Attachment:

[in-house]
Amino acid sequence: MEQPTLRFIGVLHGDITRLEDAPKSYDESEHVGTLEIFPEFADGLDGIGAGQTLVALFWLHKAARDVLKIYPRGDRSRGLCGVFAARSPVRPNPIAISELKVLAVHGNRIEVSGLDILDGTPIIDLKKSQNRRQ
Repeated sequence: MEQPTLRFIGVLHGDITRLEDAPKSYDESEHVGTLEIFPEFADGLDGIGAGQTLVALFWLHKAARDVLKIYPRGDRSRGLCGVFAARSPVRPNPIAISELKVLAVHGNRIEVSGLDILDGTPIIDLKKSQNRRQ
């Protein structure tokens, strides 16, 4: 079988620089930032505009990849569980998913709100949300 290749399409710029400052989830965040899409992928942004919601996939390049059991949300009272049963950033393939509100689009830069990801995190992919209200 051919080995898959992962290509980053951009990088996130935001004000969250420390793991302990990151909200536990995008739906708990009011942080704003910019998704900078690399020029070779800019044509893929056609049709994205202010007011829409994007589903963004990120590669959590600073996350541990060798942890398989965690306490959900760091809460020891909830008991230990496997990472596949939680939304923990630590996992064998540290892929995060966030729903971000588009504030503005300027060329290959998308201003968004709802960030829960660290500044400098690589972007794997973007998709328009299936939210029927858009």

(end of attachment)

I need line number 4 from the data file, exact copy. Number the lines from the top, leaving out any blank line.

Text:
């Protein structure tokens, strides 16, 4: 079988620089930032505009990849569980998913709100949300 290749399409710029400052989830965040899409992928942004919601996939390049059991949300009272049963950033393939509100689009830069990801995190992919209200 051919080995898959992962290509980053951009990088996130935001004000969250420390793991302990990151909200536990995008739906708990009011942080704003910019998704900078690399020029070779800019044509893929056609049709994205202010007011829409994007589903963004990120590669959590600073996350541990060798942890398989965690306490959900760091809460020891909830008991230990496997990472596949939680939304923990630590996992064998540290892929995060966030729903971000588009504030503005300027060329290959998308201003968004709802960030829960660290500044400098690589972007794997973007998709328009299936939210029927858009």